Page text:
Marketers can begin to work on solutions to achieve new levels of consumer value, satisfaction, and engagement by addressing these three digital dilemmas.

Dilemmas are coupled with resolutions abound this time of year, which is evident by the overcrowding of gyms right now. But if you happen to be wearing rose colored glasses, dilemmas are really just another way of saying new opportunities.

This year, digital marketers have more dilemmas (and new opportunities) to consider and address than ever before. The following three dilemmas represent vast opportunities for this year and beyond:

1. Actionable data

Data is perhaps the top digital dilemma for almost every marketing team, as it drives every digital experience. It is the foundational element needed to deliver contextual consumer experiences that generate action. In order to enable and activate data, it must be understandable and accessible. The majority of marketers still face data inadequacy and latency.

getting actionable data-flickr-793046_960_720

Warning: The dilemma becomes even more daunting as more data sources emerge daily. They are expanding every minute with the connected human, connected home, and connected car – to name just a few.

The solution?

  1. Audit existing data to identify sources, attributes, and gaps.
  2. Once these have been identified, outline strategies to fill the gaps, and make the new data accessible and timely for cross-channel communications.

This should be an ongoing process with periodic audits. Doing so will help to define new sources to cultivate data from and align it with opportunities that put the uncovered data into action.

2. Consumer expectations

Consumers are quickly becoming accustomed to experiences that deliver value to their individual lives in the moment. Entirely new business models are being created with more real-time, contextual communication. The real differentiator is data that works as the underlying driver of consumer value.

Think of the different expectations consumers have (Read more...) taxis versus Uber or Lyft. Consumers are willing to trade their personal information and location for a better experience. This trade of data for experience relies on a clear consumer value proposition and, of course, delivering on that promise.

Understanding heightened consumer expectations across all industries is a key first step in addressing this immense opportunity for disruption. A great consumer experience can become viral, so expect a good digital experience in another industry to find its way to your realm soon.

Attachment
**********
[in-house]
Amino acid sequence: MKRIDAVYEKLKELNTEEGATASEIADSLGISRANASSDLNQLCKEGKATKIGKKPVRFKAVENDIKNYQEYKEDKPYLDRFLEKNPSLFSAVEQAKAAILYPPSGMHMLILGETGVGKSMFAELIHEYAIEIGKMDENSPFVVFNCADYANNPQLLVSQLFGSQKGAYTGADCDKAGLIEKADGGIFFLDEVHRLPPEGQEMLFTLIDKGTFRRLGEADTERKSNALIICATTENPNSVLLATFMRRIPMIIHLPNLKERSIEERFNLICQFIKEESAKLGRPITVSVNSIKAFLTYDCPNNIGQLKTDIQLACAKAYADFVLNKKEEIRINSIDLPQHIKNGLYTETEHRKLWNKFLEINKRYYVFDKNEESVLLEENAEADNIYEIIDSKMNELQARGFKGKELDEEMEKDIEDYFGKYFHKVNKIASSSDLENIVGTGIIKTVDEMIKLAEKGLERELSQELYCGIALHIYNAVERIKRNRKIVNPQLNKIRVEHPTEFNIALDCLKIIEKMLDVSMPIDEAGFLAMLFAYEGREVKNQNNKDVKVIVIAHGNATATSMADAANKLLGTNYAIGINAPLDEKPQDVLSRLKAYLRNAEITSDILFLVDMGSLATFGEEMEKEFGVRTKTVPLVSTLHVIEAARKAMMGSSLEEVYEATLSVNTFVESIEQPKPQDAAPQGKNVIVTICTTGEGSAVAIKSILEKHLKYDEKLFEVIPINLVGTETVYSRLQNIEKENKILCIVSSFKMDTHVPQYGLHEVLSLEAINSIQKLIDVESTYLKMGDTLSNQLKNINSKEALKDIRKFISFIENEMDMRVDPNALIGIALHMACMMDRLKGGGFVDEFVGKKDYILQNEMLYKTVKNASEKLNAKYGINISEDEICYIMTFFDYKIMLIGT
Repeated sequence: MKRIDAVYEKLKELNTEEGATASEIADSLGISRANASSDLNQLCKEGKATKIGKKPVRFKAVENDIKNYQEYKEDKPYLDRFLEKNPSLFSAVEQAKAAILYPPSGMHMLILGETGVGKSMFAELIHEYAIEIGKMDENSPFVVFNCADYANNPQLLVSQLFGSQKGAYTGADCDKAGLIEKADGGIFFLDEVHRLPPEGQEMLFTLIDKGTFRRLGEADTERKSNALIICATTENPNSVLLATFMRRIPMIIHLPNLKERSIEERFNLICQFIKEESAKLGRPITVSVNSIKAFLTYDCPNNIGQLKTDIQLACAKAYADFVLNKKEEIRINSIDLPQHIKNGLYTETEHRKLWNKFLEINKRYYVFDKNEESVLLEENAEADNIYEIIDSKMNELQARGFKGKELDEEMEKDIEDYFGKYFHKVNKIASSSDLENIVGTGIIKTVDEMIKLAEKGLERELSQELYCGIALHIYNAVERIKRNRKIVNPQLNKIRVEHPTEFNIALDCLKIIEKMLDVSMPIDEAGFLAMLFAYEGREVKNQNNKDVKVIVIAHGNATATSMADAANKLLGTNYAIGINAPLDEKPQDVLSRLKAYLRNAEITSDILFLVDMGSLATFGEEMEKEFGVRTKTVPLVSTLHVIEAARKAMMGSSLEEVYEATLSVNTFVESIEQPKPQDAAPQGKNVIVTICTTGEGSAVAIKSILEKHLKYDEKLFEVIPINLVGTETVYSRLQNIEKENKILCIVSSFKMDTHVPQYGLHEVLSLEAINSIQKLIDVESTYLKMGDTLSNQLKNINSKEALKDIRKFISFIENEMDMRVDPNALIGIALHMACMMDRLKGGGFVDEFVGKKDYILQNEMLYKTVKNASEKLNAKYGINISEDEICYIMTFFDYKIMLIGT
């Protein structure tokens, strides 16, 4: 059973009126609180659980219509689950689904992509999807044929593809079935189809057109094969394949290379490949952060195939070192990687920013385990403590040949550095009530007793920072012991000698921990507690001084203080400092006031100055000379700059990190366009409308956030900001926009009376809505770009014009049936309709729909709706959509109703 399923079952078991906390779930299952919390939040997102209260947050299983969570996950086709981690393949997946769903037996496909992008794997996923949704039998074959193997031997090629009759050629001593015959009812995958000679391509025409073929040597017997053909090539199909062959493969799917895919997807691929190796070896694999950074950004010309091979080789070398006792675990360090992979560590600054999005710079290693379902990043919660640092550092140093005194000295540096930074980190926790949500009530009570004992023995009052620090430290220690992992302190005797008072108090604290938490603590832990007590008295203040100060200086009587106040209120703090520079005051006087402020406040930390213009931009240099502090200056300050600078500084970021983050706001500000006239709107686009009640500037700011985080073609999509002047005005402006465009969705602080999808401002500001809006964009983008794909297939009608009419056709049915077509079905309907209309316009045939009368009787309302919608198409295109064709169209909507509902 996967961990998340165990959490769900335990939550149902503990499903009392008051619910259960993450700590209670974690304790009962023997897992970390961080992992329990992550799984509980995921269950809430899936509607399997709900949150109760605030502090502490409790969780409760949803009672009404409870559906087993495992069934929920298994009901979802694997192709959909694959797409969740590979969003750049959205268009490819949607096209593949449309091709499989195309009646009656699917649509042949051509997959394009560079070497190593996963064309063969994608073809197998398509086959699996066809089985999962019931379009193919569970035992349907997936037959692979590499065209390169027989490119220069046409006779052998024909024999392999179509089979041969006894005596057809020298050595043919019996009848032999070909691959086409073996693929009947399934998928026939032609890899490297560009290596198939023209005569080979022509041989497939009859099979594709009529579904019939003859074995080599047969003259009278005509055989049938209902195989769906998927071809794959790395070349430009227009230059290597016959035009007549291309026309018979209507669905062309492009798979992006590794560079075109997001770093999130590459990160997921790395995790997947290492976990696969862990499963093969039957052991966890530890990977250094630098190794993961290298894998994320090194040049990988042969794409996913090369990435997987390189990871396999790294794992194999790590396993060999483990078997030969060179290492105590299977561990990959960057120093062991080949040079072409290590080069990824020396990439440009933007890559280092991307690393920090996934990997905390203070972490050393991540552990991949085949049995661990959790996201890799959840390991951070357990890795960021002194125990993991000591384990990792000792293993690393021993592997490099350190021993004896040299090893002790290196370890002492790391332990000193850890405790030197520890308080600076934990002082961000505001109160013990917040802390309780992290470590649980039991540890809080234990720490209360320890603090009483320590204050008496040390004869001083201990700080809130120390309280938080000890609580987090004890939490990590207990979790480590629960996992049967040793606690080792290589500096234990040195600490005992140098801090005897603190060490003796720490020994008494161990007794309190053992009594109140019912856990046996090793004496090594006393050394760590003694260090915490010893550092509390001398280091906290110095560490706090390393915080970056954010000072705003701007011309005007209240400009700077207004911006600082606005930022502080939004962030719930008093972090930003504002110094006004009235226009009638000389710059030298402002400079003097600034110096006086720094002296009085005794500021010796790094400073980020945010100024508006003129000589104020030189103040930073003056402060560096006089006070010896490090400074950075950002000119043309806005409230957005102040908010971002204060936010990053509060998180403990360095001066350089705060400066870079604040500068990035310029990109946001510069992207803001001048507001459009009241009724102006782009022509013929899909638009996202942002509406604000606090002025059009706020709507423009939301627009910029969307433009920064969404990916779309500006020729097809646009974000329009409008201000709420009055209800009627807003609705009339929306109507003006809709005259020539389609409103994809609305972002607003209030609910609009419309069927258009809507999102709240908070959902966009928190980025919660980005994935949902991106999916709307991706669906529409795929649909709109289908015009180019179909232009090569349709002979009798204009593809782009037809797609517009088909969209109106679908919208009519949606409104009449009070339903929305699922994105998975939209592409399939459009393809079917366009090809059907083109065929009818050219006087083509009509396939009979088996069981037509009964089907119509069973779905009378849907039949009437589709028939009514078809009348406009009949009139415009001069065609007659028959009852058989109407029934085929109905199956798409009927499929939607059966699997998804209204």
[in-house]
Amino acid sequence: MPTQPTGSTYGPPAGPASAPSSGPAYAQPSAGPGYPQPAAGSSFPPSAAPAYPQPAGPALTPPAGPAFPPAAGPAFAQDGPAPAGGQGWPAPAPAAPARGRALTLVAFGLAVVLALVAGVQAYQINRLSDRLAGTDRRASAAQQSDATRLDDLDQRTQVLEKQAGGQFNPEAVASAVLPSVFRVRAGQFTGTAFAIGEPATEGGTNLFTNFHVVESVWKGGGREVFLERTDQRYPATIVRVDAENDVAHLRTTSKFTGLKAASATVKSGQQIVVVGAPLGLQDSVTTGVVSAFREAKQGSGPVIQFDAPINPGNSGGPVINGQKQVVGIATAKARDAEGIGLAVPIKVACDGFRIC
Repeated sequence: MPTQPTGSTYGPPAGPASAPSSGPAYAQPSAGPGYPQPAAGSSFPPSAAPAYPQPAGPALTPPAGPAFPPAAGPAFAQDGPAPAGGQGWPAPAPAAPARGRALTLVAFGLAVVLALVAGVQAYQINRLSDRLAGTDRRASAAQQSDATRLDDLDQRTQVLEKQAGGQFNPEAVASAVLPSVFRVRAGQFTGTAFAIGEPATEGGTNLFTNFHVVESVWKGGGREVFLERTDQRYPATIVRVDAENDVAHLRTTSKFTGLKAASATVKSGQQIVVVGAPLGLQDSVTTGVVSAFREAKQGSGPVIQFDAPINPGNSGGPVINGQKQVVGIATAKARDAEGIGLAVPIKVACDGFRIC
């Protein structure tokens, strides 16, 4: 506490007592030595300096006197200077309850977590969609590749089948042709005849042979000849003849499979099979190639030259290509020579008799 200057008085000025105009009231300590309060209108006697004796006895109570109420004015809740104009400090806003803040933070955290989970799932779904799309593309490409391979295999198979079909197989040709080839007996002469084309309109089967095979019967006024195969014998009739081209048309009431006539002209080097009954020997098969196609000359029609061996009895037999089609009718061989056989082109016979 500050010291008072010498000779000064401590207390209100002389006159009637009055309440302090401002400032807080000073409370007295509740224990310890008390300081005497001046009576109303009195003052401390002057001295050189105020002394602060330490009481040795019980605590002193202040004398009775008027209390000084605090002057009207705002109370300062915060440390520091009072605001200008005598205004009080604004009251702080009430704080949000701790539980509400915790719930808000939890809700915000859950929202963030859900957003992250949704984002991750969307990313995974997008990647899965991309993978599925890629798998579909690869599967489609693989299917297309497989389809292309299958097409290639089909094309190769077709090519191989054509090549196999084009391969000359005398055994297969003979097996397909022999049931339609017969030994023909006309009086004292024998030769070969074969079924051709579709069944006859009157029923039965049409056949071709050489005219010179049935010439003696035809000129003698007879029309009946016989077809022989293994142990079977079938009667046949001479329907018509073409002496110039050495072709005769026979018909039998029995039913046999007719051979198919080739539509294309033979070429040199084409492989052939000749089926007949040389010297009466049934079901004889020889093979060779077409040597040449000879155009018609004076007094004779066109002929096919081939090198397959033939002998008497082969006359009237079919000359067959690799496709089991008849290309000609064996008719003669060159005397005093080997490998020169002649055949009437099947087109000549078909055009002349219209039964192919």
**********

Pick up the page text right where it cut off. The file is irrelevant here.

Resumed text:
The solution?

  1. Look across competitive and aspirational consumer experiences to understand existing expectations.
  2. Audit the customer lifecycle and define use cases that will deliver value and clear differentiation to the end consumer.
  3. Test the impact of new experiences that deliver on heightened expectations – and even aim to exceed them.

3. Micro moments

The here and now is everything – we deal in split seconds as marketers and consumers, taking full advantage of digital moments. Time is the truly valued currency. We need to respect it by optimizing across every consumer experience to provide valuable information at each micro moment.


Amazon is a retailer that understands the value of a consumer’s micro moment. By delivering on the consumer’s need for speed and value, the ecommerce platform established a one-click purchase path. Many other industries are beginning to deliver value on the consumer’s micro moment.

The solution?

Examine every channel, including every user experience to ensure the micro moment is optimized. The goal is to streamline across the lifecycle and in particular, key conversion points. Experiences need to be built for the sophisticated, savvy, fast moving consumer, who may amplify their experience via social media – be it good, bad, slow, or efficient.

In conclusion

With an eye on these three dilemmas, marketers can begin to work on solutions to achieve new levels of consumer value, satisfaction, and engagement. As new solutions are established, marketing organizations will need to re-focus themselves on individual consumer action.

How is your organization dealing with these three digital dilemmas (and opportunities)? Let us know.

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